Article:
Federally-funded family planning programs began in 1964 and were strengthened with Title X of the Public Health Service Act in 1970. During the first seven years after its implementation, these programs significantly reduced the number of childbearing among women. In addition, children born in these counties and years had lower rates of poverty than children who did not. Bailey, Malkova, and Norling (2014) report that the impact of federal family planning programs on poverty outcomes for children under 18 is particularly impressive.

Saving millions of lives

Last year, a report revealed that expanding access to family planning services through Medicaid would have the greatest return on investment. In 2010, $235 million would have been saved in taxpayer costs by providing contraceptive services for low-income women. The savings would also significantly impact the number of unintended pregnancies. In addition, these evidence-based interventions can prevent pregnancy and improve children’s lives.

Investing in publicly supported family planning services helps low-income women have healthier pregnancies, saves taxpayer dollars, and empowers low-income women. According to a Guttmacher Institute report, publicly-funded family planning services prevented 2.2 million unintended pregnancies in 2010 and saved $13.6 billion. More than half of these savings came from publicly funded services, such as the Title X national family planning program and Medicaid physician offices.

Allowing women to better plan their lives

Support for family planning programs is essential for several reasons. First, it can help alleviate human misery and improve the lives of poor people. Developing countries in three global conferences have widely endorsed the development of family planning programs since 1974. Many women have indicated their desire to limit the number of children. Third, the growth of family planning programs has contributed to improved maternal and child health and well-being.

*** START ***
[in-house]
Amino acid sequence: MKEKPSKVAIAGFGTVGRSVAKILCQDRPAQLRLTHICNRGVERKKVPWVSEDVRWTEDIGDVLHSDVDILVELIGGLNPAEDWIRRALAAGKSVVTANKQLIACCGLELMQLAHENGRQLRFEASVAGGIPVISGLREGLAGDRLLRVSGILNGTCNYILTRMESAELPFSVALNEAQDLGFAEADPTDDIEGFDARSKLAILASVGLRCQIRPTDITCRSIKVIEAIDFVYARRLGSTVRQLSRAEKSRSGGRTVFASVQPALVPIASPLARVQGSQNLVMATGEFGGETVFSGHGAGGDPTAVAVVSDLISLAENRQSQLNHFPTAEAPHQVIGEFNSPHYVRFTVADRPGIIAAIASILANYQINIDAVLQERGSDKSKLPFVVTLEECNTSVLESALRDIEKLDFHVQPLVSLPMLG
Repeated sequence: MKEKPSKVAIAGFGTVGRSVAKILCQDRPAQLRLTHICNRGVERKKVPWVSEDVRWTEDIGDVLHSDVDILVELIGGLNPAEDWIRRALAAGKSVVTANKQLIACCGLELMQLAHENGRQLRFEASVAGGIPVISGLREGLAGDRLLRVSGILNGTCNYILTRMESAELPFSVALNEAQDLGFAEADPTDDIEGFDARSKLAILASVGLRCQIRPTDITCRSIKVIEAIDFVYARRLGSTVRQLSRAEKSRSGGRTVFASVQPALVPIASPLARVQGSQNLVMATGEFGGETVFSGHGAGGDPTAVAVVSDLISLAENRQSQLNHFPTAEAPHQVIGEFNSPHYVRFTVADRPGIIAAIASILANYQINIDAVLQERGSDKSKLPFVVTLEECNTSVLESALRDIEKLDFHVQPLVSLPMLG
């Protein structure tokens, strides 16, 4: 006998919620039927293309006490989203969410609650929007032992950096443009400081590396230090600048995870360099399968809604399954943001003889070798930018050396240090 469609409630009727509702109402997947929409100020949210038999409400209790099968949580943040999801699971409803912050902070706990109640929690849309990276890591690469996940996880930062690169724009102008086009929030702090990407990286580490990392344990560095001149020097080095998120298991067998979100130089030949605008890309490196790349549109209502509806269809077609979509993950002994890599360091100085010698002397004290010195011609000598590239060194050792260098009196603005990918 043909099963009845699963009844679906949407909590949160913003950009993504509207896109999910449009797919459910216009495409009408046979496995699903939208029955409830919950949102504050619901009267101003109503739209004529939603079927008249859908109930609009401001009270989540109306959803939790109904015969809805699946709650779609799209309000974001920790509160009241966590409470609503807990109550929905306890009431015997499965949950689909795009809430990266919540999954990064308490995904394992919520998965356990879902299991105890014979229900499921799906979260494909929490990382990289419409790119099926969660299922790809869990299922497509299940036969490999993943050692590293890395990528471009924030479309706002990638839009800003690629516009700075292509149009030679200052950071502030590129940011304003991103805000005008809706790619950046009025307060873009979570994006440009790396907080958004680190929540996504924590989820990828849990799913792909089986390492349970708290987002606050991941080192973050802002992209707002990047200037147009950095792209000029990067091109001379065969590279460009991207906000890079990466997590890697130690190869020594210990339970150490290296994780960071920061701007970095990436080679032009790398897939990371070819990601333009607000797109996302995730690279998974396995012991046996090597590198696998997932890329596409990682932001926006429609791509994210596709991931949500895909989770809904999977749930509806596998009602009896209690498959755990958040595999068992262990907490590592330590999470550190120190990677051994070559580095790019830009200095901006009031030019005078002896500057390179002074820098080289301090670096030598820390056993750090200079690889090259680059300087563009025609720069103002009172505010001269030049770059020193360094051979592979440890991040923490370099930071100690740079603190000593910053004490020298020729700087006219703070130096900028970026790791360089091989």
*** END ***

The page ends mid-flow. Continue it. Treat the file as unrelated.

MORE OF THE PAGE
The report provides recommendations for family planning services, including how to assess client needs. It describes how to provide services that help women achieve their desired spacing and have healthy births. It also recommends a full range of contraceptive methods for persons seeking to prevent pregnancy. It also emphasizes the needs of adolescent clients and the use of the family planning visit to provide selected preventive health services.

Reducing unwanted pregnancies

There are many reasons women use contraception, including the potential for side effects, health concerns, and financial hardship. A recent study by the World Health Organization found that half of all unintended pregnancies result from a woman not using the right contraception. It also found that free birth control can cut abortion rates by 62 to 78 percent. However, the issue is more complicated than this.

The Guttmacher Institute estimates that 40 percent of unintended pregnancies in developing countries end in abortion, and half result in a baby. In developed countries, the percentage of unintended pregnancies is slightly higher, but unintended births still make up a third of all deliveries. These statistics are especially alarming when because the majority of unintended births are among the poorest and most vulnerable women. However, the good news is that rates of unintended pregnancy have been decreasing for decades.